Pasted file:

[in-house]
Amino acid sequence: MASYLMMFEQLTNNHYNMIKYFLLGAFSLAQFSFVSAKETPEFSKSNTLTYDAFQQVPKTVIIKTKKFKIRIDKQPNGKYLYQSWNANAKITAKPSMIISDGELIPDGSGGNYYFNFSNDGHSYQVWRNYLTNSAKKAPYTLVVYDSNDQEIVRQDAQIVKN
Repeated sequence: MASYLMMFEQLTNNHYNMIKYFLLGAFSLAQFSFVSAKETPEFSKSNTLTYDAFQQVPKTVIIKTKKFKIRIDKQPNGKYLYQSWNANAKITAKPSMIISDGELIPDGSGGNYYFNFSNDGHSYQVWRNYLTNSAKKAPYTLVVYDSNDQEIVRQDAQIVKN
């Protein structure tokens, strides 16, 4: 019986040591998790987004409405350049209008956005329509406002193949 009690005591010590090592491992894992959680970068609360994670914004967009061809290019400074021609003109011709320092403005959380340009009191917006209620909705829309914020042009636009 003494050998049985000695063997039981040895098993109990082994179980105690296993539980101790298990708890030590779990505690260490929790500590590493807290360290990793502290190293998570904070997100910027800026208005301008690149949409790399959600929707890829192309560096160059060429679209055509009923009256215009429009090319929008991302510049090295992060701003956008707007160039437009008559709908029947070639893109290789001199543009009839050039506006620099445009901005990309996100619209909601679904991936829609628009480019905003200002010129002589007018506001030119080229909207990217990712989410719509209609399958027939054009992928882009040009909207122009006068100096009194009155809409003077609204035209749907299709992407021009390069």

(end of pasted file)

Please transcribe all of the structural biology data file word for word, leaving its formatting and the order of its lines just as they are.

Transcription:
[in-house]
Amino acid sequence: MASYLMMFEQLTNNHYNMIKYFLLGAFSLAQFSFVSAKETPEFSKSNTLTYDAFQQVPKTVIIKTKKFKIRIDKQPNGKYLYQSWNANAKITAKPSMIISDGELIPDGSGGNYYFNFSNDGHSYQVWRNYLTNSAKKAPYTLVVYDSNDQEIVRQDAQIVKN
Repeated sequence: MASYLMMFEQLTNNHYNMIKYFLLGAFSLAQFSFVSAKETPEFSKSNTLTYDAFQQVPKTVIIKTKKFKIRIDKQPNGKYLYQSWNANAKITAKPSMIISDGELIPDGSGGNYYFNFSNDGHSYQVWRNYLTNSAKKAPYTLVVYDSNDQEIVRQDAQIVKN
């Protein structure tokens, strides 16, 4: 019986040591998790987004409405350049209008956005329509406002193949 009690005591010590090592491992894992959680970068609360994670914004967009061809290019400074021609003109011709320092403005959380340009009191917006209620909705829309914020042009636009 003494050998049985000695063997039981040895098993109990082994179980105690296993539980101790298990708890030590779990505690260490929790500590590493807290360290990793502290190293998570904070997100910027800026208005301008690149949409790399959600929707890829192309560096160059060429679209055509009923009256215009429009090319929008991302510049090295992060701003956008707007160039437009008559709908029947070639893109290789001199543009009839050039506006620099445009901005990309996100619209909601679904991936829609628009480019905003200002010129002589007018506001030119080229909207990217990712989410719509209609399958027939054009992928882009040009909207122009006068100096009194009155809409003077609204035209749907299709992407021009390069």